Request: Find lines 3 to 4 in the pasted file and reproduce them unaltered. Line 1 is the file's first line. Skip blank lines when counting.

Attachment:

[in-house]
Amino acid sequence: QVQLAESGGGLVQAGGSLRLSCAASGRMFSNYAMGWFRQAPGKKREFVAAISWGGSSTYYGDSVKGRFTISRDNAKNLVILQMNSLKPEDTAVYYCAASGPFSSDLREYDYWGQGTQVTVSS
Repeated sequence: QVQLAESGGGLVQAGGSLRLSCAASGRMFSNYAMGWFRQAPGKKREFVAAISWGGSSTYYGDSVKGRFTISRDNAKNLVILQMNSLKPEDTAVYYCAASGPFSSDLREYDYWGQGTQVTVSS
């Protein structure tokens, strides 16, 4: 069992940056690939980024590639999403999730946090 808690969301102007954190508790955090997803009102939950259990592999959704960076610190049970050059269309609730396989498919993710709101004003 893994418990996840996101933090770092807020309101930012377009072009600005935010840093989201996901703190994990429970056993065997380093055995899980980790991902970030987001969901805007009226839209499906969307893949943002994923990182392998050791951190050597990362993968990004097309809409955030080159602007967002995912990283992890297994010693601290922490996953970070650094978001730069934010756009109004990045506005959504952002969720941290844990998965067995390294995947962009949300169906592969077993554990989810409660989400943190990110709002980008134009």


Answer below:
Repeated sequence: QVQLAESGGGLVQAGGSLRLSCAASGRMFSNYAMGWFRQAPGKKREFVAAISWGGSSTYYGDSVKGRFTISRDNAKNLVILQMNSLKPEDTAVYYCAASGPFSSDLREYDYWGQGTQVTVSS
């Protein structure tokens, strides 16, 4: 069992940056690939980024590639999403999730946090 808690969301102007954190508790955090997803009102939950259990592999959704960076610190049970050059269309609730396989498919993710709101004003 893994418990996840996101933090770092807020309101930012377009072009600005935010840093989201996901703190994990429970056993065997380093055995899980980790991902970030987001969901805007009226839209499906969307893949943002994923990182392998050791951190050597990362993968990004097309809409955030080159602007967002995912990283992890297994010693601290922490996953970070650094978001730069934010756009109004990045506005959504952002969720941290844990998965067995390294995947962009949300169906592969077993554990989810409660989400943190990110709002980008134009």